Dionne M. Benjamin ’00 envisioned a book series called “City Kids” to encourage children to read and stimulate conversations between parents and children through lessons on topics related to urban living.
“My son was raised in Athens, Georgia, when I was in law school – it was a small town,” says Benjamin, a Washington, D.C., attorney. “When we moved near D.C., he had to adjust to his new surroundings. He was exposed to a lot of things we didn’t see in Athens. We’d get on the Metro, and he’d see homeless people, we’d go by the White House and see protesters. He asked so many questions – I had the answers, but it’s hard to explain certain issues to a five-year-old.”
“I thought that city kids have a different experience than some others,” she says. “With this series, I’m trying to help parents broach some sensitive topics.”
The first book in the series, “City Kids: White Chocolate,” follows a young boy as he learns about his heritage. It will be published by Amazon in August as an e-book and print-on-demand thanks to a literary grant from the Cornell Black Alumni Association (CBAA). Benjamin, a School of Hotel Administration alumna, is the first recipient of the grant.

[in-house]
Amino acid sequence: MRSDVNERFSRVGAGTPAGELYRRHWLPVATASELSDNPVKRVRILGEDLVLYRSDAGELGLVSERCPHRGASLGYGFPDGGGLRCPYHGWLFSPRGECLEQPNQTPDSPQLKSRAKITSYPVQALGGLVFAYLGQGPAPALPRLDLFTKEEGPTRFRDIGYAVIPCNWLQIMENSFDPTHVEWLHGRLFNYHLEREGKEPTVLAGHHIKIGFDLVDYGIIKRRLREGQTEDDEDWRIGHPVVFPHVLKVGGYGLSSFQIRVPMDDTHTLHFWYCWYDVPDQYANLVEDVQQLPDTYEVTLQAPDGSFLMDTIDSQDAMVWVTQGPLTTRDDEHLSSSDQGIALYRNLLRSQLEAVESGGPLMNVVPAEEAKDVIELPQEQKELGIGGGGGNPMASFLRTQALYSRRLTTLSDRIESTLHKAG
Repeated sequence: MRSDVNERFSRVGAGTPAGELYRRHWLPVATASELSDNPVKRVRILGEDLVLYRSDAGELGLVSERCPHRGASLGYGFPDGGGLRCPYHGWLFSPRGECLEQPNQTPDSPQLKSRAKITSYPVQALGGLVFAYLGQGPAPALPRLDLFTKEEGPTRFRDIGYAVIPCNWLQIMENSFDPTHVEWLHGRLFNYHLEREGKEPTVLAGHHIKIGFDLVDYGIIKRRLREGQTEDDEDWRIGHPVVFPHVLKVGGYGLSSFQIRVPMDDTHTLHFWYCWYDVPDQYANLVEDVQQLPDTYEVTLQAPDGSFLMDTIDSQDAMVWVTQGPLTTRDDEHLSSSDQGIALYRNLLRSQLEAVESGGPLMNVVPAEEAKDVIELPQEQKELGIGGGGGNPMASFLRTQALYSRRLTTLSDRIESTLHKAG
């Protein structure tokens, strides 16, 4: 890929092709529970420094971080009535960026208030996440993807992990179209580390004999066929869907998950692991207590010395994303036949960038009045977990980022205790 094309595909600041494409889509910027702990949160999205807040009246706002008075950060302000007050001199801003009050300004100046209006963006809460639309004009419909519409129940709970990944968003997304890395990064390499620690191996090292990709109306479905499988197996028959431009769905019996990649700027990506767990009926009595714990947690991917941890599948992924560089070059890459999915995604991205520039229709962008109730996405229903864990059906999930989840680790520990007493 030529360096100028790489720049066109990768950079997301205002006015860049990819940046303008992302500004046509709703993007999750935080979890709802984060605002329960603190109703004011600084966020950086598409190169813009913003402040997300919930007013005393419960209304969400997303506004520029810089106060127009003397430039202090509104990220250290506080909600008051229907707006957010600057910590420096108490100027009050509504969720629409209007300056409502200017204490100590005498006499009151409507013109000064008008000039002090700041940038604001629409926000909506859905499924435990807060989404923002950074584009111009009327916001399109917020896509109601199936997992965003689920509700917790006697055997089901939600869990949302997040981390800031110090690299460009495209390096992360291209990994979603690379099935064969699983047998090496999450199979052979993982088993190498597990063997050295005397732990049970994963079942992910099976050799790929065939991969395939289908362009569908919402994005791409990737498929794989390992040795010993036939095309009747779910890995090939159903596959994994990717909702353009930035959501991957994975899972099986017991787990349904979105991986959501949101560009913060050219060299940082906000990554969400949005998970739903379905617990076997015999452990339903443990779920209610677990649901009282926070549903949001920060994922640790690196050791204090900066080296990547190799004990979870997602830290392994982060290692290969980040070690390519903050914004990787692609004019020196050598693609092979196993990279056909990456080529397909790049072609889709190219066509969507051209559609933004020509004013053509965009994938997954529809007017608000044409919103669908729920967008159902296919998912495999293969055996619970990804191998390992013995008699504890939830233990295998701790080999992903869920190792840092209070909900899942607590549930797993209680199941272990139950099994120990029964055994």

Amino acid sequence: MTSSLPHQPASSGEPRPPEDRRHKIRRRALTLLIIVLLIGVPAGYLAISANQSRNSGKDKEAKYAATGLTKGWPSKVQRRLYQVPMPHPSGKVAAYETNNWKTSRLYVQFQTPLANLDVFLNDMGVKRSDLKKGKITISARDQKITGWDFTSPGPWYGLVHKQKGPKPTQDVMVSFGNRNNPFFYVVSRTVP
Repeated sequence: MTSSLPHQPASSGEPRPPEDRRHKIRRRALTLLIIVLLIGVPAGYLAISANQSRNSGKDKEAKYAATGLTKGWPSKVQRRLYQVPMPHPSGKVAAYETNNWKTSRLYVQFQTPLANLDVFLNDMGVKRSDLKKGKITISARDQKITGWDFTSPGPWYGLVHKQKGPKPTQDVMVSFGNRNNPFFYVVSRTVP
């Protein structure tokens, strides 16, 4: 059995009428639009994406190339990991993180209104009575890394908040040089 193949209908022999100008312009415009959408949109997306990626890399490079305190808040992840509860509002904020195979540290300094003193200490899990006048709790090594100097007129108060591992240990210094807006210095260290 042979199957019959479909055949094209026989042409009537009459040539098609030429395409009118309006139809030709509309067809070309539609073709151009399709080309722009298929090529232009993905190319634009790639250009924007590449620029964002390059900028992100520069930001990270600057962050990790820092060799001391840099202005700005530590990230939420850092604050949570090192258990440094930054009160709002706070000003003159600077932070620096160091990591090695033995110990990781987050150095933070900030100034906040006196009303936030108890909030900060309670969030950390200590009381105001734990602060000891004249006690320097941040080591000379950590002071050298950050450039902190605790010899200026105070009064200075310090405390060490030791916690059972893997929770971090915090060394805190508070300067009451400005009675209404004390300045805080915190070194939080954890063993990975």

“‘White Chocolate’ is geared toward certain African-American children who, because of their fair complexion, may experience confusion regarding their race,” Benjamin says. Her son, now 10, at one point “didn’t understand that he is black – he said ‘I don’t look black.’ I tried to help him see that he is and to accept and appreciate his heritage. There’s such a diversity of skin tones within the African-American community. We all just fall somewhere on the spectrum.”
Benjamin has also prepared a version of the book to help biracial children understand their racial identity. The “City Kids” series also addresses such topics as racial profiling, homosexuality, conception, gangs, hip-hop culture, drugs, alcohol abuse, absent parents, homelessness and urban vernacular.
“I haven’t really seen a lot of books on these topics in the marketplace,” Benjamin says. “I thought, I could do it – I love to write, but as a lawyer the writing that I do is really technical. This is more creative.”
Her $500 CBAA grant has helped her offset the cost of an illustrator for the first book, she says.
The literary grant will be an annual award of up to $1,000, providing financial support to CBAA alumni members seeking to publish a book, the costs of which can be an obstacle for first-time authors. The CBAA board developed grant guidelines and began raising funds among member alumni in late 2013.
“The impetus was to offer something back to our membership,” says Chimene Liburd ’92, CBAA vice president of fundraising. “The hope is that we can help our alumni realize their dreams and inspire many others to write the novels, poems or plays that are living inside of them.”